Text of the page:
Throughout the Christmas-New Year break, The Interpreter will be featuring some of its best pieces from 2015. More to come between now and January 4 when The Interpreter will be back for 2016.
South China Sea: Does Xi have a grand strategy?, by Linda Jakobson, 13 January.
I do want to emphasise, however, that the word ‘chaos’ or ‘chaotic’ does not appear anywhere in the report. I do not view Chinese maritime security decision-making as chaotic.
This brings me to an observation made by Michael McDevitt. On the basis of Xi’s willingness to make politically ‘courageous’ moves in his anti-corruption campaign, McDevitt questions my argument that Xi and other top leaders find it difficult to publicly disagree with officials or entities that announce or execute counterproductive stances associated with ‘safeguarding China’s sovereignty’. This is an important and possibly a valid point, which I have contemplated while watching one senior official after another being investigated. Nevertheless, on the basis of discussions this past September and November in Beijing about the anti-corruption drive, I came to the conclusion that there are different dynamics at play. The ‘rights consciousness’ movement (which Xi himself has spurred on) is so strong that it does at least to a degree deter Xi from going against the tide on matters involving sovereignty. Obviously, time will tell if I am mistaken.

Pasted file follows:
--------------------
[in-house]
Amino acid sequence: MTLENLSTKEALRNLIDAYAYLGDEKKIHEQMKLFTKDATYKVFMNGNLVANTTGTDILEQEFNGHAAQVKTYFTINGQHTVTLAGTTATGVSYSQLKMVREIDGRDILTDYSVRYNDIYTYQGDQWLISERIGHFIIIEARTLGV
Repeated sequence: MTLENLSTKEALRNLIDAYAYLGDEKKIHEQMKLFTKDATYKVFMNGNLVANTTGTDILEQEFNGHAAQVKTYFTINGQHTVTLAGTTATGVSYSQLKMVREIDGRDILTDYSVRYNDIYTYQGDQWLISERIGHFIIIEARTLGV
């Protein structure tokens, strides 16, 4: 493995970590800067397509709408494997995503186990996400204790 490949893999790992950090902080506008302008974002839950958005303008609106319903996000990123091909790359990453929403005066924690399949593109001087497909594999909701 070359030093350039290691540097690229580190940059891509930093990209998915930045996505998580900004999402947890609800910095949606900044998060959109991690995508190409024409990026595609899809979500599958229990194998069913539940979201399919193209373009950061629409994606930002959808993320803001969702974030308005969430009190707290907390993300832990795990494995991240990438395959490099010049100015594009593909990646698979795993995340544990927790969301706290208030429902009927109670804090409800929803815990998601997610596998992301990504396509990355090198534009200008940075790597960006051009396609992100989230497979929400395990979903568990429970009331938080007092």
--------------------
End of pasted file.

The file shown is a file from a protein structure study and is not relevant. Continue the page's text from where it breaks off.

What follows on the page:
Finally, I do not claim that China’s maritime actors can behave in any way they choose. Xi’s guidelines box them in. As I have written in The Australian, it is entirely possible that Xi approves of most (or all) of the actions taken in China’s name. My point is that Xi is not deciding on myriad actions; numerous maritime actors are.